One of the tightest correlations with income inequality is the proportion of the population with a prison sentence. The only outliers are the USA, which has a disproportionate number of its citizens in prison, and Greece, with a disproportinately low prison population.

Margaret Thatcher's famous assertion that 'there is no such thing as society' occurred in response to the suggestion that 'society' might have something to do with taking up a criminal career. As far as she was concerned, people were respon­sible for their own choices, and some people with bad characters were simply disposed to criminality. As against this, however, Oliver Letwin, in 2002 when he was Conservative Shadow Home Secretary, acknowledged that people are much more likely to drift into crime than to choose it and that the tendency to become career criminals arises from a series of cumulative disadvantages:

'The individual passes through successive stages on the conveyor belt: neglected or abused child, disruptive pupil, anti-social teenager, young offender, first time prisoner, repeat offender, hardened criminal.' And, in an implied repudiation of Thatcher, he added that 'society' has to find 'easily accessible exit points' and 'a helping hand to make those exits'. (Allan Davis, Guardian, 9th Jan 2002).


Letwin focused on the respon­sibility of individual parents for the initial disadvantage: the only source that he acknowledges is 'neglect and abuse'. A neglected or abused child brings few positive resources for learning to school. This makes him or her more likely to be disruptive (or at best inattentive) than pupils whose homes provide them with more resources such as books and parental attention . From this point of view the left hand axis of the following graph is a surrogate for bad parenting. It may be the key factor which explains why criminals are drawn mostly from a relatively narrow social stratum and why they tend to have very low reading and mathematical abilities, and so on.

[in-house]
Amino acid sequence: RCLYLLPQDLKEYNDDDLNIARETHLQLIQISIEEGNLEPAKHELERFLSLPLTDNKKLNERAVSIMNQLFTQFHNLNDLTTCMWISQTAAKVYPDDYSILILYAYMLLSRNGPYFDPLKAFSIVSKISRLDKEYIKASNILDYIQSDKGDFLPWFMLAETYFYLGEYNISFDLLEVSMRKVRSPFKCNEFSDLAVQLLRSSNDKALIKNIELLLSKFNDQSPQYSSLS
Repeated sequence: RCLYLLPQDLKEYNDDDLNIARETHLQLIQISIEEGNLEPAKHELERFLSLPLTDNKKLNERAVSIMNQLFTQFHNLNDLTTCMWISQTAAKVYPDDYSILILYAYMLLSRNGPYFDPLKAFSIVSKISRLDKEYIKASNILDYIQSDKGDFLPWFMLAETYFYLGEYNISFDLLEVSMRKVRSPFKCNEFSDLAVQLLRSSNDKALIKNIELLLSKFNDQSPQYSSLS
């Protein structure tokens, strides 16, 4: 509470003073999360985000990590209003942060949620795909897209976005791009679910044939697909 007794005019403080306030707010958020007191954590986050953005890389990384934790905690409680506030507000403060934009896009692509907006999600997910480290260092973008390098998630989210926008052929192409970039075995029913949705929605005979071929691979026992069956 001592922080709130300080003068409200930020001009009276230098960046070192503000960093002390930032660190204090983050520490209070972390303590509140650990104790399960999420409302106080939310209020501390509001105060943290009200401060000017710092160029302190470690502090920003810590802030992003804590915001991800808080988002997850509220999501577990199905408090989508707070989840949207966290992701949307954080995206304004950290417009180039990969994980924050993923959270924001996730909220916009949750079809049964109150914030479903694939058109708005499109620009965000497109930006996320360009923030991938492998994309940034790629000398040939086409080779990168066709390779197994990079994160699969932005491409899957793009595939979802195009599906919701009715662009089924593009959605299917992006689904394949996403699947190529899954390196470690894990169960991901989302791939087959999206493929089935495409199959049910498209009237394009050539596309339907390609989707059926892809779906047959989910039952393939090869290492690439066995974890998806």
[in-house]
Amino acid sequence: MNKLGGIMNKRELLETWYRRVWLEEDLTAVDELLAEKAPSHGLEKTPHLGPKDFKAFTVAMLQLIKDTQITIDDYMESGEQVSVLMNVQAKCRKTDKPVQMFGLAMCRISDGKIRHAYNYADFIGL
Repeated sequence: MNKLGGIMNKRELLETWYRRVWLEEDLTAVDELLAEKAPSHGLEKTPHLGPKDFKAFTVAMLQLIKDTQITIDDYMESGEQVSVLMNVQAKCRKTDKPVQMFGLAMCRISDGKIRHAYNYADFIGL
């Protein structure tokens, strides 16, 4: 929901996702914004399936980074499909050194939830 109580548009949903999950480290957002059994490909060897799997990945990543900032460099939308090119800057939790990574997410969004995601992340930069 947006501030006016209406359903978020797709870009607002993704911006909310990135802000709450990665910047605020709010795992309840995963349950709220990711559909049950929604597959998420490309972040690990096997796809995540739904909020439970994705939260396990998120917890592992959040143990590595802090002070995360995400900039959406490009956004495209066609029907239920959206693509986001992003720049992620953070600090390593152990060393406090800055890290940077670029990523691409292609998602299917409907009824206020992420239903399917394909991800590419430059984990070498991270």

Clearly, there are other processes of disadvantage at work behind this tight correlation, which are greatly increased when intra-country data are examined. In the USA for example inter-state variabilities are likely to be related to different attitudes towards setting penallties and defining the role of prisons.

Regarding the causes of crime, poverty, inequality of income and status and unequal educational opportunity loom large. Although poverty and economic marginality make crime more attractive, inequality is independently significant. Where data is available (39 countries), income inequality accounts for much of the difference in homicide rates. Countries differ in wealth, availability of guns and the place of violence in their culture for example, and this may be relevant to much of the scatter between countries and within the USA. But it is generally accepted that the relationship between crime and inequality is related to social relations, such as trust, that bind people together, which government cannot do much about.



One possibility to explain the relationship between trust and inequality is that differences in income, including those based on race, ethnicity, gender or age, reduce the tendency of individuals to identify with one another. Greater variation simply leads to less familiarity. By this account, rich people would be as unlikely to trust the poor as vice versa. But other causal linkages may come into play, including class conflict. In an analysis of individual-level data from the United States General Social Survey, the economists Alberto Alesina and Eliana La Ferrara found that belonging to a group that has historically felt discriminated against or labelled “economically unsuccessful” reduces trust.

In a classic article, “The Dark Side of the Force,” the economist Jack Hirshleifer explained extreme differences in wealth and power among groups often lead to appropriation or exploitation rather than trade. Not surprisingly, humans have learned to be suspicious of those who have the capacity to do them harm. By this account, the powerless are less likely to trust the powerful than vice versa.